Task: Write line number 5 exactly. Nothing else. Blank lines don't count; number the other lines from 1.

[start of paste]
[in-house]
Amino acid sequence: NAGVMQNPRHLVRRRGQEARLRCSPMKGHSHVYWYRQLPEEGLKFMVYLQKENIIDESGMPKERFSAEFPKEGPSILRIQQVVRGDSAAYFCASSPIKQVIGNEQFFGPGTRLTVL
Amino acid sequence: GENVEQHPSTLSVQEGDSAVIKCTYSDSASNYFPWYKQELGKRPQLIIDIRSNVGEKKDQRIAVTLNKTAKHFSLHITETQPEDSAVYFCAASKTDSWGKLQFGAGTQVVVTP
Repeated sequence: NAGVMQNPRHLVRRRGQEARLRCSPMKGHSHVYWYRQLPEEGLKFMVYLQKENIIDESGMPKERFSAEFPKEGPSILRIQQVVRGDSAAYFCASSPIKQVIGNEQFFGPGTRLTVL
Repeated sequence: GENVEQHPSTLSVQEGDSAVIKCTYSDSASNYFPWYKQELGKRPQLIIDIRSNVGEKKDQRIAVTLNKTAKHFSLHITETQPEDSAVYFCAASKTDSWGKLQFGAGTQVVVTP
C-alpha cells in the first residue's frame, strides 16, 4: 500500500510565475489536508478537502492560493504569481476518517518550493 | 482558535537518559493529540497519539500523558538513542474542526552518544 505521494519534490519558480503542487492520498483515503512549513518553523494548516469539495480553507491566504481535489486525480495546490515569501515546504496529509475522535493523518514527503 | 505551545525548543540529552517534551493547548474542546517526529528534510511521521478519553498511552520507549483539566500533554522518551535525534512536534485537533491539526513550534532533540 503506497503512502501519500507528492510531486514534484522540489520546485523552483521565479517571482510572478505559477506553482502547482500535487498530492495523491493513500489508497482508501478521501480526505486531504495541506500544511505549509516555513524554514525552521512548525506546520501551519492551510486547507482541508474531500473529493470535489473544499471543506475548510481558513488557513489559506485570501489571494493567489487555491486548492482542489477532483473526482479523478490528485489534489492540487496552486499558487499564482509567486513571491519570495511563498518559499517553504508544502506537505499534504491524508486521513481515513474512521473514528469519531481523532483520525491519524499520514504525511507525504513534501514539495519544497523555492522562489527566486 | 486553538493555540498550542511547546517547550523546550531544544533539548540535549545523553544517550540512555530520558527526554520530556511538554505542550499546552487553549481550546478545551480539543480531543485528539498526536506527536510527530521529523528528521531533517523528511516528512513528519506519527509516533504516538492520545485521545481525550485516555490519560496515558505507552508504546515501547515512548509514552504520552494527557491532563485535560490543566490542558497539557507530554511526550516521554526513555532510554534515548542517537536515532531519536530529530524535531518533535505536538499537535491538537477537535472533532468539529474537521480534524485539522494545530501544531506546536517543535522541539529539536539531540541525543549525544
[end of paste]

Repeated sequence: GENVEQHPSTLSVQEGDSAVIKCTYSDSASNYFPWYKQELGKRPQLIIDIRSNVGEKKDQRIAVTLNKTAKHFSLHITETQPEDSAVYFCAASKTDSWGKLQFGAGTQVVVTP